Home Northwest General Fishing & The Outdoors

Hunting Norcal

amazingly the weather and land looks a lot like Ga. i think  as conservative too. Goose hunting this a.m. , even got a banded ross. Headed to pheasant  hunt now. 

Replies

  • MulletMullet Posts: 2,408 Moderator
    wild pheasant  can get up and go!
  • CranfieldCranfield Posts: 1,522 Captain
    We need a bit more detail, you hunting fiend.
    I can see you decoyed the geese, but what were the circumstances, it also looks a bit foggy there.
    Where the pheasants walked up, or driven ?

  • ferris1248ferris1248 Posts: 15,437 Moderator
    Inquiring minds want to know.

    "That which is hateful to you, do not do to your fellow. That is the whole of the law. The rest is commentary."

    Rabbi Hillel (c20 BCE)

  • trout069trout069 Posts: 5,450 Admiral
    Likely walked up in NorCal. Cran, what the fire didn’t ruin is quite nice. Except their are mountains. They have wild turkey and hogs also. 
  • MulletMullet Posts: 2,408 Moderator
    rrdCranfield said:
    We need a bit more detail, you hunting fiend.
    I can see you decoyed the geese, but what were the circumstances, it also looks a bit foggy there.
    Where the pheasants walked up, or driven ?

    I was a spectator  and caller this weekend. Had a blast. it was very foggy. We flushed the pheasant  walking. I was a pusher. It was tough hunting as it was very boggy. A very fun time though.
  • CranfieldCranfield Posts: 1,522 Captain
    Thanks for the info, it sounds as though you certainly had some fun.
    We call "pushers", "beaters".
    Most syndicate and commercial shoots here have a regular team of "beaters", who all know their positions and jobs, this makes the shooting day more efficient and enjoyable.
    Beating can be very hard work, depending on the terrain and weather, but they get paid (not a lot) and a days free shooting near the end of the season.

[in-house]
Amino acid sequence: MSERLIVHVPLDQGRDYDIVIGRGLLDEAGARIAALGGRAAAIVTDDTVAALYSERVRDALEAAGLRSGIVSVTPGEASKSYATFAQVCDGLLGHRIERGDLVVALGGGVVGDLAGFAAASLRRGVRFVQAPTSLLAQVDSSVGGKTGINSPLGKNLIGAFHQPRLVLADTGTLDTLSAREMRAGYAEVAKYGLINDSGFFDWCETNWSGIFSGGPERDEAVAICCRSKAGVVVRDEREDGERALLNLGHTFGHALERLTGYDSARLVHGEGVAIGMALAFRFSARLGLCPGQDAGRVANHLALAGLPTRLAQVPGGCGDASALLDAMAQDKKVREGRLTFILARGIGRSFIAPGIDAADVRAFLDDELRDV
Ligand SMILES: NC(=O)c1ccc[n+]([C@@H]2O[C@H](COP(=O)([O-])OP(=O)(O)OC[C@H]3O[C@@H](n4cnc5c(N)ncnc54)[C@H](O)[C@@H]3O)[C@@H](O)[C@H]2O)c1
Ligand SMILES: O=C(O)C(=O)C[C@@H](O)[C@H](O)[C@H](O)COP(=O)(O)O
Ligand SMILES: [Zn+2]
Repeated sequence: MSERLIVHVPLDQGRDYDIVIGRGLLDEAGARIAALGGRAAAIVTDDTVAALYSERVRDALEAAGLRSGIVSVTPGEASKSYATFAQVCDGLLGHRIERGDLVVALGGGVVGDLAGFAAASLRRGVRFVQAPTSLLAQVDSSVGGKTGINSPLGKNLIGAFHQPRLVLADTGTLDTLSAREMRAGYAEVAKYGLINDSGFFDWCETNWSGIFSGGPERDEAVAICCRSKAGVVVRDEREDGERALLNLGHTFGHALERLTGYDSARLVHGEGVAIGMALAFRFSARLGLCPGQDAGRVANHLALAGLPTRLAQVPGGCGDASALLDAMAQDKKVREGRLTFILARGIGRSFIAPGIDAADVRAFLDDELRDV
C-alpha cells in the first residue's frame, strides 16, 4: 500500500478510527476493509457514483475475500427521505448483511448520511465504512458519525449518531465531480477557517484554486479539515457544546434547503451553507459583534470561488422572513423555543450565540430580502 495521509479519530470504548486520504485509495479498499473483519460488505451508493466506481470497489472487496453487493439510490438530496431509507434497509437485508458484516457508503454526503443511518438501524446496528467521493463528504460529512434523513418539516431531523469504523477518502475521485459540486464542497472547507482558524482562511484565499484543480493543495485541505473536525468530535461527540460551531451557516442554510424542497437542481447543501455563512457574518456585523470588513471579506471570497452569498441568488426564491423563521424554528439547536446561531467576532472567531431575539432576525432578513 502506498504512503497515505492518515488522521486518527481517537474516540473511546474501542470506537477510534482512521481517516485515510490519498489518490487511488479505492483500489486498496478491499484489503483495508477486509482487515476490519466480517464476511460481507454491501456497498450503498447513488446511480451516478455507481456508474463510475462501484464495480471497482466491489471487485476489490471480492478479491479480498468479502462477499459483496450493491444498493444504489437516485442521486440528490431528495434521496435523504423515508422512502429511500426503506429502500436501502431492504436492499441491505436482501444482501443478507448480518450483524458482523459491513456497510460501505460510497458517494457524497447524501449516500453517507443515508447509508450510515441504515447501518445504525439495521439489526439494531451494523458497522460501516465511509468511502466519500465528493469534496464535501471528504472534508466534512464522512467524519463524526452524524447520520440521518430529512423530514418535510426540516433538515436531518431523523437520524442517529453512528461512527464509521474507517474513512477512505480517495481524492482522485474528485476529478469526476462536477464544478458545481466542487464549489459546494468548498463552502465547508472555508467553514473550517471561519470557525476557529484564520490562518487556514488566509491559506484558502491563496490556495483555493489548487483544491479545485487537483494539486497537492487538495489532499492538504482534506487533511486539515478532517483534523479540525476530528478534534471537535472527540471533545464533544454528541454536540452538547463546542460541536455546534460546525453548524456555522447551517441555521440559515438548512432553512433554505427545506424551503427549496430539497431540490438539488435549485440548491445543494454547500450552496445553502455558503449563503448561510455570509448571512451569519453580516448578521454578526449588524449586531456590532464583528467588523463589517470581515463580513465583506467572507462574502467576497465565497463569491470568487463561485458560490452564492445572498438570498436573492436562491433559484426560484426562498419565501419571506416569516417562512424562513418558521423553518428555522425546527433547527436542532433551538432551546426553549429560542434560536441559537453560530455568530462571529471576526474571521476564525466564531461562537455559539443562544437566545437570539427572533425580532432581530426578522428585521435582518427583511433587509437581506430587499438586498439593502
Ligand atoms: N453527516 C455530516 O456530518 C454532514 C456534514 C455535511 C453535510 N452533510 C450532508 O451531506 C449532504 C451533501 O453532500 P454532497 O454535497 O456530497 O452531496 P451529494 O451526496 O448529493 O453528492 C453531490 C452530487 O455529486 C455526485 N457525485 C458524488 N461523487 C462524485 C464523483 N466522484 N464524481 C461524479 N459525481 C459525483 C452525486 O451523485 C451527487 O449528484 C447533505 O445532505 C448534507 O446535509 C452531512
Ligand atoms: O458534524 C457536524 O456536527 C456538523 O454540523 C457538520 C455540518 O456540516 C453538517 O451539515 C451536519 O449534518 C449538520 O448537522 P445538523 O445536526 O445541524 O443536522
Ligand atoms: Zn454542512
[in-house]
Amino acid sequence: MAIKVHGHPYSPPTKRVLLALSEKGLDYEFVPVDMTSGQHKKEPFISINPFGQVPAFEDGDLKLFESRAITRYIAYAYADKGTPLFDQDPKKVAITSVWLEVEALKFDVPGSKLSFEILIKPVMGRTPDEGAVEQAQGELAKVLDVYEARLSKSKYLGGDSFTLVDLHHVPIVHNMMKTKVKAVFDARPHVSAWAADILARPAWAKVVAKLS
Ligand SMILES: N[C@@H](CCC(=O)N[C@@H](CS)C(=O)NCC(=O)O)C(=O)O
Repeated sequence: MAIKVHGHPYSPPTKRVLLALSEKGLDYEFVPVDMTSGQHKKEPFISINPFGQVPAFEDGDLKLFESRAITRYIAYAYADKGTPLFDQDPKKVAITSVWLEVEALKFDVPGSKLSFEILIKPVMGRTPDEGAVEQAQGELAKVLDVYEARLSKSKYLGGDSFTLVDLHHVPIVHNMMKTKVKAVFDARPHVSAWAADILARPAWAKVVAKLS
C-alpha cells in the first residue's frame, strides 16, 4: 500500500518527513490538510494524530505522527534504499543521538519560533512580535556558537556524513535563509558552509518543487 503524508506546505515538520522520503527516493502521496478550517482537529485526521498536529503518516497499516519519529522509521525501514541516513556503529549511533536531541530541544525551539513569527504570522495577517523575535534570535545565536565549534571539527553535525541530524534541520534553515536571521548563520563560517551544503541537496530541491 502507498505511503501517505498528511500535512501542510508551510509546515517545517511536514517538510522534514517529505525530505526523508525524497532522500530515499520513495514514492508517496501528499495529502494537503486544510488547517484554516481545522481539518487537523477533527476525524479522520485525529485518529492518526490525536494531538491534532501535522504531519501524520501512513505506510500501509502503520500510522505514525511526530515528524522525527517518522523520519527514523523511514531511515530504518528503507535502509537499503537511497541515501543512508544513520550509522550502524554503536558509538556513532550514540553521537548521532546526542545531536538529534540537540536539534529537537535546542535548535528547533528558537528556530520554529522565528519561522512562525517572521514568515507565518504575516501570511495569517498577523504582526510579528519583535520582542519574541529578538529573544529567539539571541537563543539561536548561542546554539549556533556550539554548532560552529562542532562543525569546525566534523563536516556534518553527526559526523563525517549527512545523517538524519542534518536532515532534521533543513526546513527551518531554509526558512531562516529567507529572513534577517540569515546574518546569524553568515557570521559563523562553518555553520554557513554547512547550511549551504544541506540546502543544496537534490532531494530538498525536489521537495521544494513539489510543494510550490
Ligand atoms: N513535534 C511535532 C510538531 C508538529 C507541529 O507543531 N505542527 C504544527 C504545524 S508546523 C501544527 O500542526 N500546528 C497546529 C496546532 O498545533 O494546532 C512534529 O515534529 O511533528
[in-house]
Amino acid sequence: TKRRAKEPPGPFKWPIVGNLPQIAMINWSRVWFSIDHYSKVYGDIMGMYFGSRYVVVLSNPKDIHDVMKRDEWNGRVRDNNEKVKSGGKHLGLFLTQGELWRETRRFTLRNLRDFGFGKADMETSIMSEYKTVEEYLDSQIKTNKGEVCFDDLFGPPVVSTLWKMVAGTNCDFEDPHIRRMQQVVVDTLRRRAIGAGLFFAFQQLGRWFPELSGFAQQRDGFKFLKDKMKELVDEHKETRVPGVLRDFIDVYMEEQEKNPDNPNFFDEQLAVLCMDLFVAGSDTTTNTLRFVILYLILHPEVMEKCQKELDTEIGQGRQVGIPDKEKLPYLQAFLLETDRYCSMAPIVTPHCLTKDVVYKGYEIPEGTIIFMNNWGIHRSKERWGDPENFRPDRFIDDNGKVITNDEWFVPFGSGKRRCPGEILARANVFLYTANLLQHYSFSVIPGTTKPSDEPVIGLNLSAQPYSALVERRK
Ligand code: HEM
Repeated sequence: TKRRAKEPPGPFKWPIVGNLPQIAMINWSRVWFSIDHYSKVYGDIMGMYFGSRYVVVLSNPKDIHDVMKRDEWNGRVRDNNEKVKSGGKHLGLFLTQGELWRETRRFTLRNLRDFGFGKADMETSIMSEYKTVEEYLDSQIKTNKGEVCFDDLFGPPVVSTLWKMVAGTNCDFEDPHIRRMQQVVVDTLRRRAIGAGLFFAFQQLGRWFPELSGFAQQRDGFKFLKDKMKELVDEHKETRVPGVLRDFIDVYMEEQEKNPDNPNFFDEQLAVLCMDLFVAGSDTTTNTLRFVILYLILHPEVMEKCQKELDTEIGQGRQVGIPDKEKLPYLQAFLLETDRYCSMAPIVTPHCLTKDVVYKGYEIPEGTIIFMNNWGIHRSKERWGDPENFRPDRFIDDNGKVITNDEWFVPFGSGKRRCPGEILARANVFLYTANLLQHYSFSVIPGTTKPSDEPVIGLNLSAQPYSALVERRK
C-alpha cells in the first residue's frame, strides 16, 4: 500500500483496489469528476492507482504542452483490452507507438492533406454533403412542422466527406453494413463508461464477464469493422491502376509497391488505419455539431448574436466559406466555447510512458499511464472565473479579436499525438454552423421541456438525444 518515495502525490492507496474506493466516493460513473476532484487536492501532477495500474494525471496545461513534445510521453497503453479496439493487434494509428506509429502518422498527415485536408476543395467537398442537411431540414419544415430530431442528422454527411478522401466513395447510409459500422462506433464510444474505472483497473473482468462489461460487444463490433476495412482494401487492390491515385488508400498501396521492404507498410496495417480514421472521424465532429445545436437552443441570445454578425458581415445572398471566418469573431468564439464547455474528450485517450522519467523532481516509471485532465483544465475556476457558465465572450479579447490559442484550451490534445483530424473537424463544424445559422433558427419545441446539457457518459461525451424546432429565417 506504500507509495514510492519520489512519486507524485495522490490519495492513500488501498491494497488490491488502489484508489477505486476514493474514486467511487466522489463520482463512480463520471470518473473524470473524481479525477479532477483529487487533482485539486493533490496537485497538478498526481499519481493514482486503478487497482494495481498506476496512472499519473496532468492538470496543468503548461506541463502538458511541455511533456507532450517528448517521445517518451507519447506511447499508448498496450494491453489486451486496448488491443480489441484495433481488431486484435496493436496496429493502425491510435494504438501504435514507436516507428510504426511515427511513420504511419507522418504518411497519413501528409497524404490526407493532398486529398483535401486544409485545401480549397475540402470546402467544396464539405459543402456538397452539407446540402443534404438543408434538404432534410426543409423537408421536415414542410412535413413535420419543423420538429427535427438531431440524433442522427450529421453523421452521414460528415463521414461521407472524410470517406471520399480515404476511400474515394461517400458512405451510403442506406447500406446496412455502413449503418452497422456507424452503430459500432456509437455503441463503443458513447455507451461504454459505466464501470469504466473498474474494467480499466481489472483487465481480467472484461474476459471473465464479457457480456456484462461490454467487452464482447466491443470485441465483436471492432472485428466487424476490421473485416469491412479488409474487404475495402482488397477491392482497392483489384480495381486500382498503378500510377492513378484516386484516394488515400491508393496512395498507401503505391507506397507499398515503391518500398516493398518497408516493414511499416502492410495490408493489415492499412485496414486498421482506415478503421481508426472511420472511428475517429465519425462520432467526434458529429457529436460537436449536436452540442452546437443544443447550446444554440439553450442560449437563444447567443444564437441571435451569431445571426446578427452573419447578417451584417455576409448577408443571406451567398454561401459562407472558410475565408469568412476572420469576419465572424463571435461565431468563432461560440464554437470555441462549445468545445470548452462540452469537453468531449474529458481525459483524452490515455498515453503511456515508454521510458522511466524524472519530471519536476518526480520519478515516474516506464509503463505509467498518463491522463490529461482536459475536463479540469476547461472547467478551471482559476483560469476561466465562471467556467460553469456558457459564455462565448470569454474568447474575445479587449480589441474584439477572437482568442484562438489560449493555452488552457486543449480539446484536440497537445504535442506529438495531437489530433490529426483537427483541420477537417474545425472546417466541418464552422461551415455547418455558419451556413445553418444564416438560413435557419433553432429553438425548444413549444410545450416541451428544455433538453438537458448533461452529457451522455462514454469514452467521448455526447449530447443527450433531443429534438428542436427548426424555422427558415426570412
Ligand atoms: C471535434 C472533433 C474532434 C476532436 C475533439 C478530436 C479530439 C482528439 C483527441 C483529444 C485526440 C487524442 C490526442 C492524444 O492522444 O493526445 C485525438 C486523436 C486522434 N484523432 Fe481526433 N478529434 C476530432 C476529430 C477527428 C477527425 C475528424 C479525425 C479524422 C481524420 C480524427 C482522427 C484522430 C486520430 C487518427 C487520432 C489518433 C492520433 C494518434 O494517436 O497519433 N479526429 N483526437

Good beaters often get lured from one shoot to another with extra wages, they are seen as very valuable commodities.
    After I retired I regularly beat on a Wednesday shoot for about 6 seasons, some of the hardest (and most enjoyable) work I have ever done.
  • MulletMullet Posts: 2,408 Moderator
    it was wet and really dense stuff. quite a workout!
  • CranfieldCranfield Posts: 1,522 Captain
    We tend to think of pheasants as woodland birds, but they are in fact marshland birds, liking boggy, damp ground.
    I am referring to wild birds, bred and released birds tend to live where there are released.
    It certainly makes the going tough and puts pressure on the hamstrings.
    I must confess to spending most hours at the front of the shoot with a gun, waiting for the beaters to push the birds to me.
  • illinoisfishermanillinoisfisherman Posts: 5,347 Admiral
    Pheasant hunting was part of growing up for me. It developed into a kind of "right of passage" for the boys in our family. First as a youngster we walked in a line between adults to help flush birds and learn hunter safety. After a year or two of walking we were given shotguns and the adults allowed us to do the shooting. We had Weimaraner bird dogs mostly but the best dog we had was my English pointer "Duke". He could find birds where the other dogs would miss them. One time, when he was very young, he jumped a fence and went into a ditch that we just walked and refused to come out. Standing on point. I went over the fence to get him and three cocks flushed immediately. They must have doubled back into the brush. The other dogs walked right past them. The farm was loaded with birds so I imagine there was scent everywhere and the Weimaraners didn't pick up on the live birds where we just walked through. I always believed that pheasants were a very intelligent bird or had uncanny instincts. Oh well my walking days are over now, but this thread brought back fond memories of days gone by. Thanks Billy.
  • MulletMullet Posts: 2,408 Moderator
    band info - NEAR CAMBRIDGE BAY, NUNAVUT, CANADA
  • woodsrunnerwoodsrunner Posts: 2,235 Captain